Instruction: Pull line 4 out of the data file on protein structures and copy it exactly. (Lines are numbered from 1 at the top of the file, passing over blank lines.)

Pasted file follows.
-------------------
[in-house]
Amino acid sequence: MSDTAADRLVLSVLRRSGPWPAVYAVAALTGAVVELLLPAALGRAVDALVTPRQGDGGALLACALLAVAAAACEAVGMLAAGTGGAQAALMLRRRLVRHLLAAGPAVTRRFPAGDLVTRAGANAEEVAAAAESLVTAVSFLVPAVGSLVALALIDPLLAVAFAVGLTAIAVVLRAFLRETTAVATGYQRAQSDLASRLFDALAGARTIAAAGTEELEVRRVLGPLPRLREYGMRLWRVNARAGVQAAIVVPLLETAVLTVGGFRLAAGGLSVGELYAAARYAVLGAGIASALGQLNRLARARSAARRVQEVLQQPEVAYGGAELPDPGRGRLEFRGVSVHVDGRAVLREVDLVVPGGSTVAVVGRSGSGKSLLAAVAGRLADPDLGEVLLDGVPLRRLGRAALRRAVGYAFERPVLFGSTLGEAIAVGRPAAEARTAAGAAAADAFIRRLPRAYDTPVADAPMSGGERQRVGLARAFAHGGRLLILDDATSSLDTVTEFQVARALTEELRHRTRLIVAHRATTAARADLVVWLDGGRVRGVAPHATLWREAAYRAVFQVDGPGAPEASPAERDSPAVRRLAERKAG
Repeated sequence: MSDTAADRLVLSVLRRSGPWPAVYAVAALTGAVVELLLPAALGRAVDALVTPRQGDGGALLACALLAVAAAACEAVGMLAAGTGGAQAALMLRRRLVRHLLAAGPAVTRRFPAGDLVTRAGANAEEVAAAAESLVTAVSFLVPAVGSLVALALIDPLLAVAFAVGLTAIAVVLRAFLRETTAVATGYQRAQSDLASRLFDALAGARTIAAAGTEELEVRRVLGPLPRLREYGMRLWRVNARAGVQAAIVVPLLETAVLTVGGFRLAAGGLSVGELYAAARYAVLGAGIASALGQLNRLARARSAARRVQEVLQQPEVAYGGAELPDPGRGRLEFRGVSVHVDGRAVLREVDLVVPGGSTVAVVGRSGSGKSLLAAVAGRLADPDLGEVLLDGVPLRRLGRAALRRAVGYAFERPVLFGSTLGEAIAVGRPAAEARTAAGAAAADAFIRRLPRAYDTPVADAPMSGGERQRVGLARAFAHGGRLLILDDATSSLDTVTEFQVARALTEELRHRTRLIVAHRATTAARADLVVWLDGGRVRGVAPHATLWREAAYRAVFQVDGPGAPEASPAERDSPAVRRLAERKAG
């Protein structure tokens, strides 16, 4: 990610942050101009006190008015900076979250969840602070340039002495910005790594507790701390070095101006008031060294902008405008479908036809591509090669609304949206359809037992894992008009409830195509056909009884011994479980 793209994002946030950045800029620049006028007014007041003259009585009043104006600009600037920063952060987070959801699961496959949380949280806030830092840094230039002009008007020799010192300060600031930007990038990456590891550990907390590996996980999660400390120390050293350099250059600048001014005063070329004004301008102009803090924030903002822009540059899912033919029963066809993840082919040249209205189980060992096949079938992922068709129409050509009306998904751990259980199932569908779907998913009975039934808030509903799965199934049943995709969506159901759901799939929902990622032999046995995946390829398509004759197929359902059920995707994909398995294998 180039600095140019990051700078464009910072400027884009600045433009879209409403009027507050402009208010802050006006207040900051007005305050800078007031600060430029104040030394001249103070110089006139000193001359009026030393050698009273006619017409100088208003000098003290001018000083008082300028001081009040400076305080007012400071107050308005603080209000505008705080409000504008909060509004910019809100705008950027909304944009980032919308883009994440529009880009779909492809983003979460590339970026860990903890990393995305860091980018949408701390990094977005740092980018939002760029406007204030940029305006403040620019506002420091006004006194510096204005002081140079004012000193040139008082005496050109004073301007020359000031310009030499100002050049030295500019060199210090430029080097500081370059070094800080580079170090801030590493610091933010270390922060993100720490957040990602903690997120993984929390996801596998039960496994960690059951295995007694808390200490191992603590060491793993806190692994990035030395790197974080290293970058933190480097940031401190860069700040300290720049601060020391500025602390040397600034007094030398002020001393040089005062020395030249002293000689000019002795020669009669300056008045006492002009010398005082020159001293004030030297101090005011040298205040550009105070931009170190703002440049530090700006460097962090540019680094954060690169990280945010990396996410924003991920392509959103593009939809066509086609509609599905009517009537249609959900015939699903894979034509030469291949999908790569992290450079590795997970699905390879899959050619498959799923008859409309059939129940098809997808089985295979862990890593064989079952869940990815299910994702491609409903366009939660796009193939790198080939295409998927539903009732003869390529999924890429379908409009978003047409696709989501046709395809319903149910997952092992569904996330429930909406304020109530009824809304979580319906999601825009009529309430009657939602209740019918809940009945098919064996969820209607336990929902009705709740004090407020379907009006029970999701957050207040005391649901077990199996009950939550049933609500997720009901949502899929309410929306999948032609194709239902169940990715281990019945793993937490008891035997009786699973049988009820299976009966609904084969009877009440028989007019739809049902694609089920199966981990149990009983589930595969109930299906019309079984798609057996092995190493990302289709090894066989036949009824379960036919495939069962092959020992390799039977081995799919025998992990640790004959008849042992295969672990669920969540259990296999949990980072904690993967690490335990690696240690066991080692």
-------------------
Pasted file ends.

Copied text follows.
């Protein structure tokens, strides 16, 4: 990610942050101009006190008015900076979250969840602070340039002495910005790594507790701390070095101006008031060294902008405008479908036809591509090669609304949206359809037992894992008009409830195509056909009884011994479980 793209994002946030950045800029620049006028007014007041003259009585009043104006600009600037920063952060987070959801699961496959949380949280806030830092840094230039002009008007020799010192300060600031930007990038990456590891550990907390590996996980999660400390120390050293350099250059600048001014005063070329004004301008102009803090924030903002822009540059899912033919029963066809993840082919040249209205189980060992096949079938992922068709129409050509009306998904751990259980199932569908779907998913009975039934808030509903799965199934049943995709969506159901759901799939929902990622032999046995995946390829398509004759197929359902059920995707994909398995294998 180039600095140019990051700078464009910072400027884009600045433009879209409403009027507050402009208010802050006006207040900051007005305050800078007031600060430029104040030394001249103070110089006139000193001359009026030393050698009273006619017409100088208003000098003290001018000083008082300028001081009040400076305080007012400071107050308005603080209000505008705080409000504008909060509004910019809100705008950027909304944009980032919308883009994440529009880009779909492809983003979460590339970026860990903890990393995305860091980018949408701390990094977005740092980018939002760029406007204030940029305006403040620019506002420091006004006194510096204005002081140079004012000193040139008082005496050109004073301007020359000031310009030499100002050049030295500019060199210090430029080097500081370059070094800080580079170090801030590493610091933010270390922060993100720490957040990602903690997120993984929390996801596998039960496994960690059951295995007694808390200490191992603590060491793993806190692994990035030395790197974080290293970058933190480097940031401190860069700040300290720049601060020391500025602390040397600034007094030398002020001393040089005062020395030249002293000689000019002795020669009669300056008045006492002009010398005082020159001293004030030297101090005011040298205040550009105070931009170190703002440049530090700006460097962090540019680094954060690169990280945010990396996410924003991920392509959103593009939809066509086609509609599905009517009537249609959900015939699903894979034509030469291949999908790569992290450079590795997970699905390879899959050619498959799923008859409309059939129940098809997808089985295979862990890593064989079952869940990815299910994702491609409903366009939660796009193939790198080939295409998927539903009732003869390529999924890429379908409009978003047409696709989501046709395809319903149910997952092992569904996330429930909406304020109530009824809304979580319906999601825009009529309430009657939602209740019918809940009945098919064996969820209607336990929902009705709740004090407020379907009006029970999701957050207040005391649901077990199996009950939550049933609500997720009901949502899929309410929306999948032609194709239902169940990715281990019945793993937490008891035997009786699973049988009820299976009966609904084969009877009440028989007019739809049902694609089920199966981990149990009983589930595969109930299906019309079984798609057996092995190493990302289709090894066989036949009824379960036919495939069962092959020992390799039977081995799919025998992990640790004959008849042992295969672990669920969540259990296999949990980072904690993967690490335990690696240690066991080692």